Oh, student loans. Most of us couldn’t have graduated school without them. Student loans are wonderful and terrible at the same time. They help carry us through our higher education, from a financial perspective, yet they are a cause of stress and anxiety once our higher education ends. If you have student loans, whether you are paying on them or not, you likely have experienced some form of anxiety. If you have student loan anxiety, you are not alone.
According to a survey done by Student Loan Hero, “More than 61 percent of respondents said they fear their student loan debt worries are spiraling out of control — and more than 70 percent reported suffering from headaches due to the stress of it.” While you can’t get out of paying your student loans, at some point or another, you can control your student loan anxiety and focus on budgeting your money properly. I’m going to share how you can do just that.
Understand what you owe
It doesn’t matter what kind of debt you have, the most important thing you can do is understand what you owe. Make a list of all your student loan payments, who the lender is, what the interest rate is, what the monthly payment is, and when the loan is expected to be paid off.
I suggest putting this information in a spreadsheet. It will be easier to keep track of and can keep you organized. You will instantly feel less anxiety when you know exactly what you are working with. As you pay on your student loans, you can create new spreadsheets to track the balance. It will also make you feel better to know that you are making progress with your payments.
Be organized with all of your documents
Having a spreadsheet that includes all of your loans is one way to stay organized, but it is not the only way. You also want to make sure your student loan documents are in one place. If you already have a financial filing system, you may already have your student loan documents organized.
If not, I suggest purchasing a few file folders and compiling every single document. Create a folder for each loan (or lender) and put all correspondence from that loan/lender into its own folder. You never know when you will need to refer back to any information they may have sent you.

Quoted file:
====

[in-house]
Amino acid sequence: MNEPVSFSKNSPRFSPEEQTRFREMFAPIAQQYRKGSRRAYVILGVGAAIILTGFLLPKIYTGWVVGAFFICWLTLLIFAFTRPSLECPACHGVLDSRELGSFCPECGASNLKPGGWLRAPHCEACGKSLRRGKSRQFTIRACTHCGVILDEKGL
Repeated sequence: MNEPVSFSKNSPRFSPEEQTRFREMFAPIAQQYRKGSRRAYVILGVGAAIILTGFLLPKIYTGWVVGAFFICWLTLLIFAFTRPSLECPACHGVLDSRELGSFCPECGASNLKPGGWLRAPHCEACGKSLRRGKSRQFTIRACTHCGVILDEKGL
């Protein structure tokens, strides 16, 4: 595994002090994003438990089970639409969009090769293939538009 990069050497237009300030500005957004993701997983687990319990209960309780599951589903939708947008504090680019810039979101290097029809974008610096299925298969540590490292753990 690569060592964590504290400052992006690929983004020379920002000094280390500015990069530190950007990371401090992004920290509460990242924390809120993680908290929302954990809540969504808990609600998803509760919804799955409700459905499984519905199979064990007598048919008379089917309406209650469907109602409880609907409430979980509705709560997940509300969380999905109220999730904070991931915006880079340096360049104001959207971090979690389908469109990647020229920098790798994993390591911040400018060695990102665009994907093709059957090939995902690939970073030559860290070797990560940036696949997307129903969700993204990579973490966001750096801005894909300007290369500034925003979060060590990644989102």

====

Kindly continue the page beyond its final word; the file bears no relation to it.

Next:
Start paying, even if the loans are deferred
If your student loan payments are currently deferred, because you are in school or because you don’t make enough money, that doesn’t mean you can’t make payments. In fact, it will help you significantly by making whatever payment you can. Even if it’s as little as $10 each month, making payments towards your deferred student loans will start reducing the amount of principal and interest you owe.
Don’t worry, making small payments while your loans are deferred won’t pull them out of deferment. If you can muster up money for a weekly Starbucks, you can muster up a small student loan payment.
Talk to your (serious) significant other about your situation
If you are married or in a serious relationship, it can be helpful to get your negative feelings about student loans off your chest. Share with your spouse or significant other how these loans are making you feel. Acknowledging and admitting your feelings will make your anxiety lessen.
It will also help your significant other understand what you are going through. You never know what guidance or assistance they may be able to provide. Plus, you are no longer dealing with your anxiety alone. If you don’t have a significant other, consider seeing a therapist, or sharing with a close family member. It’s not good to keep your negative feelings bottled up inside.
Be smart with your money by using a budget
I can guarantee you this – if you have student loan anxiety, but have not rhyme or reason for how you spend your money, your anxiety is probably a lot worse than it should be. If you aren’t being smart with your money, it’s going to resonate with your feelings about your student loan debt.
Make yourself feel better, and make your situation better by being smart with your money. It all starts with a budget. Your budget will show you how to properly spend your money. You may even be able to find ways of putting more towards your student loan payments.
Look for ways to reduce your payments
Is consolidating or refinancing your student loans an option? If you have been good about paying your debts and have a good credit score, you may be able to reduce the length of your student loans or reduce the payment amount. Either scenario will help you save in interest, in the long run.
Don’t simply accept your student loans for what they are, diligently look for ways you can reduce your payments, or the amount you pay over the term of the loan. Are there any forgiveness programs you may qualify for? Do your research and see what options are available to help you.
Related: 8 Tips for Paying Off Student Loans
Again, student loan anxiety is extremely common. However, your student loans don’t define you. You CAN get out of student loan debt. While it may not be quick or easy, it is possible. You have to help yourself though. Do what you can to get a handle on your loans. You are in control. What negative feelings do you have about student loans? How do you keep your documents and payments organized? Share what you are going through by leaving a comment below.
The CGS Team